From ages 6-10, I used a rod with a bro­ken tip that my dad put out to the trash. Fish­ing rods were com­par­a­tively more ex­pen­sive and harder to find in Lit­tle Rock in the late 1960s and early 1970s, so I was glad to have it.

Nowa­days, you can buy a fully rigged spin­ning rig com­plete with line for $20 or less. Pawn­shops and yard sales are good places to find tackle, too.


For begin­ners, you can’t beat a spin­cast­ing reel. It’s the push-but­ton type with a cone over the spool. It’s easy to cast and easy to re­trieve. Push the but­ton and re­lease the but­ton at the lure’s re­lease point.

While spin­cast­ers are con­sid­ered en­try-level equip­ment, some of the big boys use them on the sly. Woo Daves, who won the 2000 Bass­mas­ter Clas­sic, used a Ze­bco 808 to win a Bass­mas­ter tour­na­ment in 1991.

Spin­ning reels are the next step up, and they are al­most as easy to master as spin­cast­ers.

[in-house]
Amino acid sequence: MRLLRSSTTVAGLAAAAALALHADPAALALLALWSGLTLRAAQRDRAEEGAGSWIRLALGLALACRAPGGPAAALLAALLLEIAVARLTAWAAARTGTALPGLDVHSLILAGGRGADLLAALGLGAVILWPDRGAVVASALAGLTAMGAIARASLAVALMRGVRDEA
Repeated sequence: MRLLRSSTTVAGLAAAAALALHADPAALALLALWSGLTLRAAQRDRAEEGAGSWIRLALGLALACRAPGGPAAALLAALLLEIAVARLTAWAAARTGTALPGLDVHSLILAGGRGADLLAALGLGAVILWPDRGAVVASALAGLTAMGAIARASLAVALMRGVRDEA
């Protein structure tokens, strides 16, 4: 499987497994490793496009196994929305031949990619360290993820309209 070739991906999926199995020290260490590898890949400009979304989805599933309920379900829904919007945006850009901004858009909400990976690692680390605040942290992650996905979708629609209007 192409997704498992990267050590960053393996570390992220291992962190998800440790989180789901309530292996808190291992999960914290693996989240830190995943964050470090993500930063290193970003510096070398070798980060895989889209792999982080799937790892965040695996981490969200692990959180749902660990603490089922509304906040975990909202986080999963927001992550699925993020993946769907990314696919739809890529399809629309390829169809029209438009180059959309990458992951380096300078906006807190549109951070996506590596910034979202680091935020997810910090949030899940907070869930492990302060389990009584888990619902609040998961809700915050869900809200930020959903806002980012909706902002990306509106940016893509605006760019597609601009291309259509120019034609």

A spin­ning reel con­sists of an open-faced spool with an os­cil­lat­ing bail that wraps line around the spool while reel­ing.

To cast, lift the bail and pull down a small amount of line. Pin the line to the bot­tom of the rod with your fin­ger. Lift your fin­ger at the re­lease point to launch your bait. Pull the bail down to put ten­sion on the line and keep it se­cured to the spool.

Most spin­ning reels have a drag ten­sion­ing knob on the front of the spool, but some have the knob on the rear of the reel. Tighten the ten­sioner to pro­duce the de­sired amount of drag. Mainly, your spool should re­main sta­tion­ary when you set the hook. It should only let out line un­der strong ten­sion or from a strong jolt.

Bait­cast­ing reels are the fi­nal step in the pro­gres­sion. Be­cause of their abil­ity to back­lash, we don’t rec­om­mend them for begin­ners.

On the other hand, if you master a bait­caster in your be­gin­ner phase, your learn­ing curve will flat­ten im­mensely.


Noth­ing catches fish bet­ter than a live grasshop­per. Not worms, not crick­ets, noth­ing.

Un­for­tu­nately, catch­ing grasshop­pers can be harder than catch­ing fish. They’re fast, and they can fly a long way. They are also es­cape artists.

I learned this as a kid when I im­pris­oned a big mess of grasshop­pers in a pa­per bag. With their caus­tic saliva, those hop­pers ut­terly de­stroyed that bag be­fore I reached the fish­ing hole.